Crate Training

Jason Cook

APL_logo_black [Converted]When introduced properly, the crate is a safe haven for your puppy or dog.  Dogs naturally prefer a den-like space to call their own.  The crate is a valuable tool for housetraining.  When you are unable to supervise your puppy, he can rest in his crate.  This can prevent your pup from chewing inappropriate items when you are not watching him.  The crate is also a safe place for sleeping and a means of transporting your pup.

The crate should be big enough so that your pup can stand up, turn around, and lie down, but not big enough that he can use one end for a bed and the other end for a bathroom.  Used this way, the crate can encourage your pup to “hold it” until he is released from confinement.  Dogs have an instinct to keep their eating and resting places clean, so they are inclined to not soil their crates.  You should not crate your pup for more hours than his age in months (so, a three-month-old puppy should be crated for no more than three hours).

The key to crate training is to teach the dog that great things happen when he is in his kennel.  Start by feeding your pup his meals just outside the crate.  When he is comfortable with this arrangement, place the food bowl just far enough inside the crate that he has to stick his head in to eat.  Over the course of a few meals, move the bowl further and further into the crate until your pup has to stand all the way inside to eat.  At that point, you can shut the door while he’s eating.  As soon as your pup is finished eating, open the door and let him out.  You can also occasionally put food “surprises” in the crate for your pup to find.  Try pieces of hotdog or cheese under his blanket, or a stuffed Kong at the back of the crate.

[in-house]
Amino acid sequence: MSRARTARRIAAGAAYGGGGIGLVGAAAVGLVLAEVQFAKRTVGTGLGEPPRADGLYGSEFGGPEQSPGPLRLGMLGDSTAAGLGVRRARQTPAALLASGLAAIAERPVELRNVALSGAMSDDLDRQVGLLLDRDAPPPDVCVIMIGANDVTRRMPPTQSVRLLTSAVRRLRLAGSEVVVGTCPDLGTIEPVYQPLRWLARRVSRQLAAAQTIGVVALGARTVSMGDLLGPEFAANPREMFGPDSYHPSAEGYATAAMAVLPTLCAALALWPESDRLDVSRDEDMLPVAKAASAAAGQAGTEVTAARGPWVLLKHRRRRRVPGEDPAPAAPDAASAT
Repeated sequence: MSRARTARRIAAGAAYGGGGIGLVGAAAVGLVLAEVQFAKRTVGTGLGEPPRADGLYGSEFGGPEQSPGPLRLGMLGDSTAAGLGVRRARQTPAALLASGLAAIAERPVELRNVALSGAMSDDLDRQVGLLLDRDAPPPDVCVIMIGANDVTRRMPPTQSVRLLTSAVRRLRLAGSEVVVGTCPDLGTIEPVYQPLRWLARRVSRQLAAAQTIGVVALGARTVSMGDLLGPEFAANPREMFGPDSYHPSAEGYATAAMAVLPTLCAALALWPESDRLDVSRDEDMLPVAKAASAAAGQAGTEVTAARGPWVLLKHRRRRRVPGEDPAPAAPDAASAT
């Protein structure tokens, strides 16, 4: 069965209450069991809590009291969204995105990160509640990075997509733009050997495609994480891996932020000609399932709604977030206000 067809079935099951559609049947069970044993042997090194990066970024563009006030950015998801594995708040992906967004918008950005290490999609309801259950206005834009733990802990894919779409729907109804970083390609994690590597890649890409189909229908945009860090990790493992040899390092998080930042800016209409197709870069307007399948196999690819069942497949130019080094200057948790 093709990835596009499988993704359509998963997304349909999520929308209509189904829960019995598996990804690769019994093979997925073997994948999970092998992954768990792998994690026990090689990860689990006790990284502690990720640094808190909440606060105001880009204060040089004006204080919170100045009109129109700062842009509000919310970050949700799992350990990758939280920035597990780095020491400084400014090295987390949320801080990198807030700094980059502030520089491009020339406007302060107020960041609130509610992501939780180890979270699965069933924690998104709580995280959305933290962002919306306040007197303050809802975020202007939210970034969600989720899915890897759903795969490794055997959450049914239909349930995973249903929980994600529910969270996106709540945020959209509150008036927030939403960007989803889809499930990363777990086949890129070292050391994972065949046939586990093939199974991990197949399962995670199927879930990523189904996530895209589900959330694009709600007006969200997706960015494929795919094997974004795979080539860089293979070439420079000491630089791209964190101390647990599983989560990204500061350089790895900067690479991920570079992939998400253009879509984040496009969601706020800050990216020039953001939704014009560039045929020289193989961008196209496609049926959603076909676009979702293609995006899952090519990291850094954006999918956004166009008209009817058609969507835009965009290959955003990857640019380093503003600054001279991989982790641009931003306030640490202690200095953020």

The next step is to use food as a reward rather than a lure to get your pup to go in his crate.  Give the treat after your pup enters the crate, then prevent him from getting out by sticking another treat in front of his nose.  Teach him to go in the crate when you point and say the words “crate” or “go to bed” (or any other word you want to use as the cue for your pup to enter his crate) by saying the word and then then tossing a treat into the crate.  Feed him a stream of treats while he stays in his kennel.

Make sure to always exercise your dog and give him a chance to go potty before you put him in his crate.  In addition, take him outside as soon as you let him out of his crate.  Give your pup something to do while he is in his kennel such as a stuffed Kong.  If you have to crate your pup during the day and at night, be sure to give him plenty of exercise and playtime with you during his time out of the crate.